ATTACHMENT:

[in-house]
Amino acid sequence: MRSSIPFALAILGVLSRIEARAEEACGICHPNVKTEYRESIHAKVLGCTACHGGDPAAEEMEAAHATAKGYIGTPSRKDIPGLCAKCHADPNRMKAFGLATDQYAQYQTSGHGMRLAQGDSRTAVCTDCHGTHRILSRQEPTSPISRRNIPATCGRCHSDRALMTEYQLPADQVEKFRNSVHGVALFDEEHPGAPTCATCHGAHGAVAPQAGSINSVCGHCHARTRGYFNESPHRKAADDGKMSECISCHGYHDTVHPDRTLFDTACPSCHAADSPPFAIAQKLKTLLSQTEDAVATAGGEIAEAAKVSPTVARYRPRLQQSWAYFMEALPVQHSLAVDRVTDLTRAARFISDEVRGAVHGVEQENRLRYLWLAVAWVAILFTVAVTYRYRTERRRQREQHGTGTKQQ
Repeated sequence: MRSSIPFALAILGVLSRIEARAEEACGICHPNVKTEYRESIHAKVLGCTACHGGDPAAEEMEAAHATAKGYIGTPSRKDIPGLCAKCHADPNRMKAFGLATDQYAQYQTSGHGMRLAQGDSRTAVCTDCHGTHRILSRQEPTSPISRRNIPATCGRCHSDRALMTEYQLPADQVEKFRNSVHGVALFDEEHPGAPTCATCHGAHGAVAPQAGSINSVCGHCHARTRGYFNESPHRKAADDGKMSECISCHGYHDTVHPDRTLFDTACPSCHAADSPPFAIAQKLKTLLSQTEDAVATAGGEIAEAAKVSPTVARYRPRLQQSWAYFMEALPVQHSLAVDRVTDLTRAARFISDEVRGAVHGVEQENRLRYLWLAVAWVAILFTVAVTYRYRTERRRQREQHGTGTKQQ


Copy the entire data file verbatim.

[in-house]
Amino acid sequence: MRSSIPFALAILGVLSRIEARAEEACGICHPNVKTEYRESIHAKVLGCTACHGGDPAAEEMEAAHATAKGYIGTPSRKDIPGLCAKCHADPNRMKAFGLATDQYAQYQTSGHGMRLAQGDSRTAVCTDCHGTHRILSRQEPTSPISRRNIPATCGRCHSDRALMTEYQLPADQVEKFRNSVHGVALFDEEHPGAPTCATCHGAHGAVAPQAGSINSVCGHCHARTRGYFNESPHRKAADDGKMSECISCHGYHDTVHPDRTLFDTACPSCHAADSPPFAIAQKLKTLLSQTEDAVATAGGEIAEAAKVSPTVARYRPRLQQSWAYFMEALPVQHSLAVDRVTDLTRAARFISDEVRGAVHGVEQENRLRYLWLAVAWVAILFTVAVTYRYRTERRRQREQHGTGTKQQ
Repeated sequence: MRSSIPFALAILGVLSRIEARAEEACGICHPNVKTEYRESIHAKVLGCTACHGGDPAAEEMEAAHATAKGYIGTPSRKDIPGLCAKCHADPNRMKAFGLATDQYAQYQTSGHGMRLAQGDSRTAVCTDCHGTHRILSRQEPTSPISRRNIPATCGRCHSDRALMTEYQLPADQVEKFRNSVHGVALFDEEHPGAPTCATCHGAHGAVAPQAGSINSVCGHCHARTRGYFNESPHRKAADDGKMSECISCHGYHDTVHPDRTLFDTACPSCHAADSPPFAIAQKLKTLLSQTEDAVATAGGEIAEAAKVSPTVARYRPRLQQSWAYFMEALPVQHSLAVDRVTDLTRAARFISDEVRGAVHGVEQENRLRYLWLAVAWVAILFTVAVTYRYRTERRRQREQHGTGTKQQ